If, therefore, you are not trustworthy with dishonest wealth, who will trust you with true wealth? And if you are not trustworthy with what belongs to another, who will give you what is yours?
Those are words more easily read than pondered; but surely, we are right to hope that, coming from the lips of our Blessed Lord, they will prove well-worth whatever care and attention we can manage to give them.
Dishonest wealth would seem to be best understood according to the words of a previous parable of Our Lord:
The land of a rich man produced abundantly. And he thought to himself, ‘I will say to my soul, Soul, you have ample goods laid up for many years; relax, eat, drink, and be merry.’ But God said to him, ‘You fool! This very night your life is being demanded of you; and these things you have prepared, whose will they be?’ So it is with those who store up treasures for themselves but are not rich toward God. (Luke 12:16-21)
Wealth did indeed speak dishonestly to that rich man; but the parable also told us something about true wealth which, it said, makes a man rich towards God.
We find the same teaching in the book of Revelation (3:17-18):
You say, ‘I am rich, I have prospered, and I need nothing.’ You do not realize that you are wretched, pitiable, poor, blind, and naked. Buy from me gold that is refined by fire so that you may be rich.
The rich man’s wealth may also be considered as ‘dishonest’ in so far as one person accumulates a great amount and considers it as exclusively ‘his’, whereas, the world and all its resources were originally given, provided, by God for the good of all mankind.
And so we have gathered some light for an understanding of the first part of our original quote:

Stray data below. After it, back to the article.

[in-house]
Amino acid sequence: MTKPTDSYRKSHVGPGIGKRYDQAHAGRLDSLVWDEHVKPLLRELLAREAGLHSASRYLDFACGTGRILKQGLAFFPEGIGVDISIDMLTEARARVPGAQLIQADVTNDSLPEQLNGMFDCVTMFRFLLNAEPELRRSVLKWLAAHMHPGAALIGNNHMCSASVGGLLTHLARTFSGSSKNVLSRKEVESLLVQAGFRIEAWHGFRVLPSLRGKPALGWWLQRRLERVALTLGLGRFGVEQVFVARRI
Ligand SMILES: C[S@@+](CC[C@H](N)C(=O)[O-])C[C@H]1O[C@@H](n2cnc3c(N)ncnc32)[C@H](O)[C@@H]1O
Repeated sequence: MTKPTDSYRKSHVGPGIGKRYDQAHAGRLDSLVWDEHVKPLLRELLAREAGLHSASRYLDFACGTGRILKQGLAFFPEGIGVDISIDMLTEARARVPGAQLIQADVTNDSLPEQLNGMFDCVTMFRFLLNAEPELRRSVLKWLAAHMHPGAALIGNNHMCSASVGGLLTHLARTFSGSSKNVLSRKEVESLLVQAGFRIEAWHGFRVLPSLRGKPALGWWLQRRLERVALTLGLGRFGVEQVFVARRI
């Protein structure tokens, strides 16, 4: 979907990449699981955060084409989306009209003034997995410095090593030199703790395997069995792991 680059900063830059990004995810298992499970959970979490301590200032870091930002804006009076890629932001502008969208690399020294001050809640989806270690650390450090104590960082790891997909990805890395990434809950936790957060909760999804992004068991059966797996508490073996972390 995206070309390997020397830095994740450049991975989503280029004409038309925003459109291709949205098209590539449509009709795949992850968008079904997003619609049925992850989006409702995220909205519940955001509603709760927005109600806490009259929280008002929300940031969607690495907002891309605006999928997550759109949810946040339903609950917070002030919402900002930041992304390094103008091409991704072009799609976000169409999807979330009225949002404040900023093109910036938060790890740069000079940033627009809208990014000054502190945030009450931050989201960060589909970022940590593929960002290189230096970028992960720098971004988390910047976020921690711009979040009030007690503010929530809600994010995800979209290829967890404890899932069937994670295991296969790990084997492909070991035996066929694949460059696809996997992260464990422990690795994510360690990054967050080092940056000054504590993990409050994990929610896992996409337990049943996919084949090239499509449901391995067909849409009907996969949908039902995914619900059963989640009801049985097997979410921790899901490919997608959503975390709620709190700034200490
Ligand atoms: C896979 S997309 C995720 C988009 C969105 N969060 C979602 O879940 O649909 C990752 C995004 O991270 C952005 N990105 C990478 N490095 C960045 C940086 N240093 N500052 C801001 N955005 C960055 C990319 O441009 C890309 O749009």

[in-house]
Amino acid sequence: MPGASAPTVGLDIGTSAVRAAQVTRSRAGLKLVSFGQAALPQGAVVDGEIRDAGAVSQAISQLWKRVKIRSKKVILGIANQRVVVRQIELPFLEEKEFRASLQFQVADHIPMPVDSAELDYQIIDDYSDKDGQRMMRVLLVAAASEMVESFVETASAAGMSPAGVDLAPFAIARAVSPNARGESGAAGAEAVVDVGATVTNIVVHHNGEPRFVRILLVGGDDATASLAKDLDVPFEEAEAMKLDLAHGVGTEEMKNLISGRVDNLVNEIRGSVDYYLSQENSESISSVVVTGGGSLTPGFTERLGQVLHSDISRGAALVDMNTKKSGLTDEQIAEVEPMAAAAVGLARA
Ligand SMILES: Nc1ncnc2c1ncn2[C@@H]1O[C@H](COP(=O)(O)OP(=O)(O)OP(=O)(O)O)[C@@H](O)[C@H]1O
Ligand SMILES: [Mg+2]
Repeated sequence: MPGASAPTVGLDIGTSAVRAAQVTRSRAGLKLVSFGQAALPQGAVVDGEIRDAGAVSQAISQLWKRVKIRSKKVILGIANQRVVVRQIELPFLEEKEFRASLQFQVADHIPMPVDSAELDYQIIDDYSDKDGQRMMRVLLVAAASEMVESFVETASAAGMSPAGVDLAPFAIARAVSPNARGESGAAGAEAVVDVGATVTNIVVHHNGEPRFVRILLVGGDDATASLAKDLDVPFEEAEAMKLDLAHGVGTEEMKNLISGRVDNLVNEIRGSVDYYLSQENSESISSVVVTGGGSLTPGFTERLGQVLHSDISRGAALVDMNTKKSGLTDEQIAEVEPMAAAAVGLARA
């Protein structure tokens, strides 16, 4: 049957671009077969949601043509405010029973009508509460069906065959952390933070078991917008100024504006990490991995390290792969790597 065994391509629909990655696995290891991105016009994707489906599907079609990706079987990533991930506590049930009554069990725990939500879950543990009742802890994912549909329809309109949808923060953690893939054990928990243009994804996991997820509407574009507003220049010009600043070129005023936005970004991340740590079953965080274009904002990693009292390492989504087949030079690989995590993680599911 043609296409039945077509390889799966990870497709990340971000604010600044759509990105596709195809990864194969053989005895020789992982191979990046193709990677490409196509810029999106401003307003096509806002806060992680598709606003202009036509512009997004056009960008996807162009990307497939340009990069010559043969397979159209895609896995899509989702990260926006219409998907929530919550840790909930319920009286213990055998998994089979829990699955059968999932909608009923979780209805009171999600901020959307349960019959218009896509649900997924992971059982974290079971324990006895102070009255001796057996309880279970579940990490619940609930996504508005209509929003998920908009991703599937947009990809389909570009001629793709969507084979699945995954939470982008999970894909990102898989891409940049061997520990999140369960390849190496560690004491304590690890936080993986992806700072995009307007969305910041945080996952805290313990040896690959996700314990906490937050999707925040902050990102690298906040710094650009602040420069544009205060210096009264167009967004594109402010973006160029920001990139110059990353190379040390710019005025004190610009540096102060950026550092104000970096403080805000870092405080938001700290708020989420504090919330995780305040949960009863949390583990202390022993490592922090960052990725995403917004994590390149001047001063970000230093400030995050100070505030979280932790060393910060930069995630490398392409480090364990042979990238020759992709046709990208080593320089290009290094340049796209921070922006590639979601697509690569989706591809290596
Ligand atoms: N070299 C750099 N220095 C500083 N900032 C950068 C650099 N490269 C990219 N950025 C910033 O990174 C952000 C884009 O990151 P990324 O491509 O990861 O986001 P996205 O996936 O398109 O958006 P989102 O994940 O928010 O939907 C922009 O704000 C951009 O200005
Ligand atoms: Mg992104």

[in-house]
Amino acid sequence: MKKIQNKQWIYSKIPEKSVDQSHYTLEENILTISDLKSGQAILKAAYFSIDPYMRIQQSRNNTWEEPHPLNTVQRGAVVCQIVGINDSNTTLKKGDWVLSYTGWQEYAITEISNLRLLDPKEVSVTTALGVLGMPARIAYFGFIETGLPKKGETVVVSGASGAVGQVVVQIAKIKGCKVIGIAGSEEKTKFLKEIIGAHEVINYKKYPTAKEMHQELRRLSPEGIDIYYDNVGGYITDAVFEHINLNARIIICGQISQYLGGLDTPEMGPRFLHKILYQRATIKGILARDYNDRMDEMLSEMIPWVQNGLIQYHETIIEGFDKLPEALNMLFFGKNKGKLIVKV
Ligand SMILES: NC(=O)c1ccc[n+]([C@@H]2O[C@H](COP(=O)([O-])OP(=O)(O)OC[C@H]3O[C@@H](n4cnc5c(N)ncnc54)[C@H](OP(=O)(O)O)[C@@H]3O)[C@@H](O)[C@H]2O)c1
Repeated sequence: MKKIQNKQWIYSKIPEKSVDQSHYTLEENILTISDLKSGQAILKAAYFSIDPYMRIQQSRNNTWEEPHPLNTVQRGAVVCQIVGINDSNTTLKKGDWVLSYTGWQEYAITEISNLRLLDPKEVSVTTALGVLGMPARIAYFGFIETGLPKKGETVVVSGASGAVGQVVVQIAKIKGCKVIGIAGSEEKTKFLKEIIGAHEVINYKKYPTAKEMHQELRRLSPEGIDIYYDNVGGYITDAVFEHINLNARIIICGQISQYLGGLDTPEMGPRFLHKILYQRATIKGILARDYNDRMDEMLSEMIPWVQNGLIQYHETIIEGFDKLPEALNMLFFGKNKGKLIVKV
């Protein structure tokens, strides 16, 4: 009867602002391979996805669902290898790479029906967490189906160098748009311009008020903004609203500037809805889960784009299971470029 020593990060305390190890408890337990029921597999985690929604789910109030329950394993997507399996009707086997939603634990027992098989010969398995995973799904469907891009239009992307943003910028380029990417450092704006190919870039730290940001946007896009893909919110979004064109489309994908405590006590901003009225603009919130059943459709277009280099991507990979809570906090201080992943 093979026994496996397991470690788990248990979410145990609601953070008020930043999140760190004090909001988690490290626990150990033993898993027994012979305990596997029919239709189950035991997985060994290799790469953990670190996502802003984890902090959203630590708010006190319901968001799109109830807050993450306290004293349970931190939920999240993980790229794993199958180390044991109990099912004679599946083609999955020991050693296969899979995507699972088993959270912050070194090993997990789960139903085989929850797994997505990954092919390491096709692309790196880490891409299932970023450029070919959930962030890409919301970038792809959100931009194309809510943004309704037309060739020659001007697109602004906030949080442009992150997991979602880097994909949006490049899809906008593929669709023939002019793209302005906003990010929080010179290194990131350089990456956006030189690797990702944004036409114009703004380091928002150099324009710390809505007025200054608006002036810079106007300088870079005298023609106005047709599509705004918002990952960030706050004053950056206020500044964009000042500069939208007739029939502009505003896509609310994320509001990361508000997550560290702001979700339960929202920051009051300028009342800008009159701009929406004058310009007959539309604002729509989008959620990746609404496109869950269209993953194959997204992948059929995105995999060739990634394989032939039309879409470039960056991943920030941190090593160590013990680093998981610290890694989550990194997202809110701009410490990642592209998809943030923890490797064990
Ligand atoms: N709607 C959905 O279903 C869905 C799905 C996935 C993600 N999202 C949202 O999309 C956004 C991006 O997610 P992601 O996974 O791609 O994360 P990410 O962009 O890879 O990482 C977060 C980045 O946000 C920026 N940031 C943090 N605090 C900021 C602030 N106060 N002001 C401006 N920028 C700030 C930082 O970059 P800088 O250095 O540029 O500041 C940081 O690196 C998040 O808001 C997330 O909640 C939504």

If you are not trustworthy with dishonest wealth, who will trust you with true wealth?
Which means, Will God trust you with true wealth? That is, will God trust you who give such credence to the blandishments of dishonest wealth -- relax, eat, drink, and be merry – and for which He has just declared you to be a Fool, will He trust you with true wealth? Of course not.
And now Our Lord’s words go on immediately to speak of that true wealth:
If you are not trustworthy with what belongs to another, will God give you what is yours?
Here the words speak of spiritual blessings and heavenly rewards, rewards that God alone ‘gives’ (note the new word, no longer ‘trusts’ -- for a time and on the way -- but ‘gives’ so that it becomes eternally ‘yours’); and those words, what belongs to another, refer to blessings that lead to, bring about, win for us, God’s giving: blessings and graces that belong to Christ, being the fruit of His teaching, won by His suffering, Death and Resurrection, and bestowed upon us by His Spirit of Truth, Love, and Life.
If, therefore, you are not trustworthy with (the) dishonest wealth (of worldly riches), will (God) trust you with true wealth (that would make you rich towards Himself)? And if you are not trustworthy with what belongs to Jesus, will (God) give you what (would indeed be yours eternally, in and as a member of, Jesus)?
But, finally, how can one be trustworthy with dishonest wealth?